The Routledge History of Medieval Magic brings together the work of scholars from across Europe and North America to provide extensive insights into recent developments in the study of medieval magic between c.1100 and c.1500. This book covers a wide range of topics, including the magical texts which circulated in medieval Europe, the attitudes of intellectuals and churchmen to magic, the ways in which magic intersected with other aspects of medieval culture, and the early witch trials of the fifteenth century. In doing so, it offers the reader a detailed look at the impact that magic had within medieval society, such as its relationship to gender roles, natural philosophy, and courtly culture. This is furthered by the book’s interdisciplinary approach, containing chapters dedicated to archaeology, literature, music, and visual culture, as well as texts and manuscripts. The Routledge History of Medieval Magic also outlines how research on this subject could develop in the future, highlighting under-explored subjects, unpublished sources, and new approaches to the topic. It is the ideal book for both established scholars and students of medieval magic.

A Critical Companion to Medieval Motets

In S. Clark and Leach 2005, 102–22. Woodbridge. ——. 2011. 'Interpreting the Deluxe Manuscript: Exigencies of Scribal Practice and Manuscript Production in Machaut'. In The Calligraphy of Medieval Music, ed.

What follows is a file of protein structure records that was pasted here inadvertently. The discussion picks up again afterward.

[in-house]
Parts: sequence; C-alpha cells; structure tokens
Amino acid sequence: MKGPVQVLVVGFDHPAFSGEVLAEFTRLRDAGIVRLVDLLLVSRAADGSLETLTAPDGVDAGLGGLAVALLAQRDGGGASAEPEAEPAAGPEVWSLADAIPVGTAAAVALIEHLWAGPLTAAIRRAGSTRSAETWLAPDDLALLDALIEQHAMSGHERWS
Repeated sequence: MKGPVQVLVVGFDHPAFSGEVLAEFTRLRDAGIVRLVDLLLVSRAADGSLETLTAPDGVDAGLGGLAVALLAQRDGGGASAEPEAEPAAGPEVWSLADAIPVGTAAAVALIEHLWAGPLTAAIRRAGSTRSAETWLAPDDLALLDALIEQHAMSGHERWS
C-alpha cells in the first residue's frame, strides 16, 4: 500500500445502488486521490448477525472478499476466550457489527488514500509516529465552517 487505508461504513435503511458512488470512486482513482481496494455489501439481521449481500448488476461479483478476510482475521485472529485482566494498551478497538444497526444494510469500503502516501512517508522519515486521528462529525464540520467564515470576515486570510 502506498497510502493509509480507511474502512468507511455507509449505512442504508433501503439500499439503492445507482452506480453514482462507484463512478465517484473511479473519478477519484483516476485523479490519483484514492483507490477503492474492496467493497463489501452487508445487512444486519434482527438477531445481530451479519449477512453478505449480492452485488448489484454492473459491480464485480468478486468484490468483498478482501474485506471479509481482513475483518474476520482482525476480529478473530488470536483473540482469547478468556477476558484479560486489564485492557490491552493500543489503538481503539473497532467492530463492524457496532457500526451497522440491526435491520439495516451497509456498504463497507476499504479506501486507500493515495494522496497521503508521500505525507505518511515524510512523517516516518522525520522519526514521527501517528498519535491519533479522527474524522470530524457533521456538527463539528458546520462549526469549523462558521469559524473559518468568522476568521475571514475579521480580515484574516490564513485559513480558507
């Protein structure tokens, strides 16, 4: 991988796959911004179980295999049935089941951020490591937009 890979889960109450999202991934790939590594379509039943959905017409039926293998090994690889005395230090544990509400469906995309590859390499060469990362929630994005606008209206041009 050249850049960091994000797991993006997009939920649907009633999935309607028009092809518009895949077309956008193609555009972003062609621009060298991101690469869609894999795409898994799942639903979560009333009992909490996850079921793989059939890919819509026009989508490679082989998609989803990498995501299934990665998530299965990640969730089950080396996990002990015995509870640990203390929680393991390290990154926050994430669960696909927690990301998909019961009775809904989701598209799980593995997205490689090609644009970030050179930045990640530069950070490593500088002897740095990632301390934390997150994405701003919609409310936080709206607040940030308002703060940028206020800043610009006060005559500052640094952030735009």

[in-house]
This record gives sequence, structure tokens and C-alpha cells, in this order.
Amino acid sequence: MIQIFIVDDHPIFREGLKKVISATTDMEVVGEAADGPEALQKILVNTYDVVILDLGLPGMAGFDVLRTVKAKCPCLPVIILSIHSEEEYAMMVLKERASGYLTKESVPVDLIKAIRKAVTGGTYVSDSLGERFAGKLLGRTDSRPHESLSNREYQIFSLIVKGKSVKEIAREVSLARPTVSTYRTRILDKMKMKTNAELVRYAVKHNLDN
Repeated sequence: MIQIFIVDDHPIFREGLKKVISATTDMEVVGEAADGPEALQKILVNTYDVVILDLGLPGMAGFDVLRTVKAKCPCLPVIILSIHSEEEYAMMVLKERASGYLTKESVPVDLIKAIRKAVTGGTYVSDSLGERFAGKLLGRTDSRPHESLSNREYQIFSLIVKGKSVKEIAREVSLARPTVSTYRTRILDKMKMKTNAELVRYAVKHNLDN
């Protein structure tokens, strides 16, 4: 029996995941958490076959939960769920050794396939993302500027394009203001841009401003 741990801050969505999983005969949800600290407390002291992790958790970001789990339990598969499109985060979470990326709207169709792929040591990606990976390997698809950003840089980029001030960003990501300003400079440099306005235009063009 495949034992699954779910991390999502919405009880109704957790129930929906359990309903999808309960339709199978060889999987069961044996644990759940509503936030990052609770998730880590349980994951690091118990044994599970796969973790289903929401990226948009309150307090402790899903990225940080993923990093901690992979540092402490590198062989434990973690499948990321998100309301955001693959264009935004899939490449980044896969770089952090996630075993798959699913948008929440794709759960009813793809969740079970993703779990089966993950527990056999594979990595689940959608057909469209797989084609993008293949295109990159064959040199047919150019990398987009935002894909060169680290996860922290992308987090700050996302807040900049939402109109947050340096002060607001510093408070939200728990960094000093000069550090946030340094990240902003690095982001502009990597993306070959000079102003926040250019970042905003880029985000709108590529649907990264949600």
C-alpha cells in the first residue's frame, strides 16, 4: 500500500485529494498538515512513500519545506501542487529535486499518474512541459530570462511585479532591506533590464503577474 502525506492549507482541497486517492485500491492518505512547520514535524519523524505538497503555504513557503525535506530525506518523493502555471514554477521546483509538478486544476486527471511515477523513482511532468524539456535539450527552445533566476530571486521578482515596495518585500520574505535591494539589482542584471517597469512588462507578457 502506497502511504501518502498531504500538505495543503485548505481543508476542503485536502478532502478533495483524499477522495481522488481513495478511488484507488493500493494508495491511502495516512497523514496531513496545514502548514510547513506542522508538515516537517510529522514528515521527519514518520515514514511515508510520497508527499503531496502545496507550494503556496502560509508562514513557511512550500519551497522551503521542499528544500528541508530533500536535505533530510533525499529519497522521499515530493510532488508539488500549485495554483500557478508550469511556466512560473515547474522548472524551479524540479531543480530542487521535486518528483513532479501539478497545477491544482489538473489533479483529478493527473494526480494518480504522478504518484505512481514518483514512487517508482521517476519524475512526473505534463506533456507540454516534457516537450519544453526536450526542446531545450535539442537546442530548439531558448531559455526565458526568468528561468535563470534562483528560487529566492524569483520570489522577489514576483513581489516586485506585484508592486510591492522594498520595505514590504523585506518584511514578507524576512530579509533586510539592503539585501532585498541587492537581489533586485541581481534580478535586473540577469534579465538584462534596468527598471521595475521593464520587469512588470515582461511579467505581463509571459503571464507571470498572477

Author: Jared C. Hartt

Publisher: Boydell & Brewer

ISBN: 9781783273072


Page: 397

View: 699


First full comprehensive guide to one of the most important genres of music in the middle ages.

Understanding Medieval Liturgy

'adémar de Chabannes (989–1034) and Musical literacy'. ... The Musical World of a Medieval Monk: Adémar de Chabannes in Eleventh-Century Aquitaine. ... The Calligraphy of Medieval Music. turnhout: Brepols, 2011. Haines, John.

Author: Helen Gittos

Publisher: Taylor & Francis

ISBN: 9781134797608

Category: History

Page: 352

View: 561


This book provides an introduction to current work and new directions in the study of medieval liturgy. It focuses primarily on so-called occasional rituals such as burial, church consecration, exorcism and excommunication rather than on the Mass and Office. Recent research on such rites challenges many established ideas, especially about the extent to which they differed from place to place and over time, and how the surviving evidence should be interpreted. These essays are designed to offer guidance about current thinking, especially for those who are new to the subject, want to know more about it, or wish to conduct research on liturgical topics. Bringing together scholars working in different disciplines (history, literature, architectural history, musicology and theology), time periods (from the ninth to the fifteenth centuries) and intellectual traditions, this collection demonstrates the great potential that liturgical evidence offers for understanding many aspects of the Middle Ages. It includes essays that discuss the practicalities of researching liturgical rituals; show through case studies the problems caused by over-reliance on modern editions; explore the range of sources for particular ceremonies and the sort of questions which can be asked of them; and go beyond the rites themselves to investigate how liturgy was practised and understood in the medieval period.